Boeing may temporarily halt production of 737 Max jets, as struggle continues to get the aircraft back to service

Boeing seems to be feeling the heat of regulatory pressure. The company reportedly on Thursday said that further delay in returning 737 Max jet could compel it to temporarily halt production of the airplanes. The news comes a day after the airplane maker said that its chief commercial engineer John Hamilton is retiring.

Boeing's crisis continue to deepen as the company's continuous efforts towards getting back its 737 Max aircraft doesn't seem to bear fruit. However, the company said that it doesn't expect any order cancellations due to the grounding of its 737 Max jets.

Boeing anticipates further delay

Boeing 737
A Boeing 737 Norwegian Pixabay

Boeing said that it does not material impact on its revenues or earnings owing to the grounding of 737 Max aircrafts, according to Reuters. In the letter to the U.S. Securities and Exchange Commission in October, Boeing had written that the size of its 737 Max delivery backlogs may make the company temporarily halt production of the aircraft.

Boeing's best-selling aircraft 737 Max has been grounded across the world since March following two fatal accidents in Indonesia and Ethiopia that killed 346 people.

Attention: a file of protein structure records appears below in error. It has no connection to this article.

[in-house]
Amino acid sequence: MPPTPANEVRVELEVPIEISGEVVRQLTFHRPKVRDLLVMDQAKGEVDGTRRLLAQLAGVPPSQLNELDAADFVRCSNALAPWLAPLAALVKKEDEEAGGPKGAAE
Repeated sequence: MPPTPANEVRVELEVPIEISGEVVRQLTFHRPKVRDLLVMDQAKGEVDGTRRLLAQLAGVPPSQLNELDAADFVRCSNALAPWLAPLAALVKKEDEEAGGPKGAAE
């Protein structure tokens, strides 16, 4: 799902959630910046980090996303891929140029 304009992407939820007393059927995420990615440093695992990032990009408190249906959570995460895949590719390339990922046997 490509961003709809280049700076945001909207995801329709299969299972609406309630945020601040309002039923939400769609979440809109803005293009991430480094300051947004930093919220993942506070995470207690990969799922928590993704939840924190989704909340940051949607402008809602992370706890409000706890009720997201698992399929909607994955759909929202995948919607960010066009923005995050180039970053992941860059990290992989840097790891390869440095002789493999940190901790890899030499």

Following the grounding of the aircrafts, Boeing in April started trimming production of 737 max jets. The company cut the production from 52 to 42 a month, as the grounding has resulted in a temporary halt of deliveries.

Boeing can only wait

Southwest Boeing 737 Max
Southwest Boeing 737 Max YouTube grab/ CBS

Last month, Boeing had said that it expects the aircraft to return as early as in December. However, the very next day, the FAA administrator Steve Dickson said that he has asked his team to take the required time to scrutinize the plane. This was the first indication that 737 Max's return could further get delayed.

Moreover, in late November the Federal Aviation Administration in a new letter to the aircraft maker said that it was planning to review each and every Boeing 737 Max aircrafts individually before they can be delivered to customers.

To add to Boeing's worries is the retirement of Hamilton. The aircraft maker said that Hamilton wanted to retire last year but decided to stay back in order to help the company return its 737 Max back to service. Hamilton played a key role in Boeing's response to the grounding of the 737 Max.